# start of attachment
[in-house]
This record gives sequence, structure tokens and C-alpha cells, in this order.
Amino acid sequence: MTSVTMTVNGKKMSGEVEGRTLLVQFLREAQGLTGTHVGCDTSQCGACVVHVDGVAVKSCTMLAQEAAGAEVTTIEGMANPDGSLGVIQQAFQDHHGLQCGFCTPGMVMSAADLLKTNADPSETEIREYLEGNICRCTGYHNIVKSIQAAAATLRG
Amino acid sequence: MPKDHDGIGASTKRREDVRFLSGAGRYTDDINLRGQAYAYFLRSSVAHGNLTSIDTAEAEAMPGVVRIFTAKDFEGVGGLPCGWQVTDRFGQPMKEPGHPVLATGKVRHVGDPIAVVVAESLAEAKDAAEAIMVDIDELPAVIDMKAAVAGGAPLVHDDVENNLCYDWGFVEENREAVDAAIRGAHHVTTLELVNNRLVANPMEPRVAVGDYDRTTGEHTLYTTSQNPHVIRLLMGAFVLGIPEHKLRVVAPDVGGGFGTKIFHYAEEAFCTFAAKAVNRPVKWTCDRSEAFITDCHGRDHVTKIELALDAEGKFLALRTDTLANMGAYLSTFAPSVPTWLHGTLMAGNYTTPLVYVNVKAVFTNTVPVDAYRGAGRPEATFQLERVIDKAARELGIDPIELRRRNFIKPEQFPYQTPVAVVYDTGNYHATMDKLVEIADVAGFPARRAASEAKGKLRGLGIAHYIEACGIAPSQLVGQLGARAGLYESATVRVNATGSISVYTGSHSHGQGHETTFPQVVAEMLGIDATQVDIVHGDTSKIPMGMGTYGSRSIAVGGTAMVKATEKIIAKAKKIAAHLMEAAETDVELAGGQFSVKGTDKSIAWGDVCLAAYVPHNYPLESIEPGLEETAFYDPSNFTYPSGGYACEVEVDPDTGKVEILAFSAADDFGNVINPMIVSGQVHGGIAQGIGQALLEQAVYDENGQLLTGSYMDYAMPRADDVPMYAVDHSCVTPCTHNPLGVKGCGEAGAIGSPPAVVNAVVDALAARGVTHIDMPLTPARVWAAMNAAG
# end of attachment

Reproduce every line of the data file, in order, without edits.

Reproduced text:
[in-house]
This record gives sequence, structure tokens and C-alpha cells, in this order.
Amino acid sequence: MTSVTMTVNGKKMSGEVEGRTLLVQFLREAQGLTGTHVGCDTSQCGACVVHVDGVAVKSCTMLAQEAAGAEVTTIEGMANPDGSLGVIQQAFQDHHGLQCGFCTPGMVMSAADLLKTNADPSETEIREYLEGNICRCTGYHNIVKSIQAAAATLRG
Amino acid sequence: MPKDHDGIGASTKRREDVRFLSGAGRYTDDINLRGQAYAYFLRSSVAHGNLTSIDTAEAEAMPGVVRIFTAKDFEGVGGLPCGWQVTDRFGQPMKEPGHPVLATGKVRHVGDPIAVVVAESLAEAKDAAEAIMVDIDELPAVIDMKAAVAGGAPLVHDDVENNLCYDWGFVEENREAVDAAIRGAHHVTTLELVNNRLVANPMEPRVAVGDYDRTTGEHTLYTTSQNPHVIRLLMGAFVLGIPEHKLRVVAPDVGGGFGTKIFHYAEEAFCTFAAKAVNRPVKWTCDRSEAFITDCHGRDHVTKIELALDAEGKFLALRTDTLANMGAYLSTFAPSVPTWLHGTLMAGNYTTPLVYVNVKAVFTNTVPVDAYRGAGRPEATFQLERVIDKAARELGIDPIELRRRNFIKPEQFPYQTPVAVVYDTGNYHATMDKLVEIADVAGFPARRAASEAKGKLRGLGIAHYIEACGIAPSQLVGQLGARAGLYESATVRVNATGSISVYTGSHSHGQGHETTFPQVVAEMLGIDATQVDIVHGDTSKIPMGMGTYGSRSIAVGGTAMVKATEKIIAKAKKIAAHLMEAAETDVELAGGQFSVKGTDKSIAWGDVCLAAYVPHNYPLESIEPGLEETAFYDPSNFTYPSGGYACEVEVDPDTGKVEILAFSAADDFGNVINPMIVSGQVHGGIAQGIGQALLEQAVYDENGQLLTGSYMDYAMPRADDVPMYAVDHSCVTPCTHNPLGVKGCGEAGAIGSPPAVVNAVVDALAARGVTHIDMPLTPARVWAAMNAAG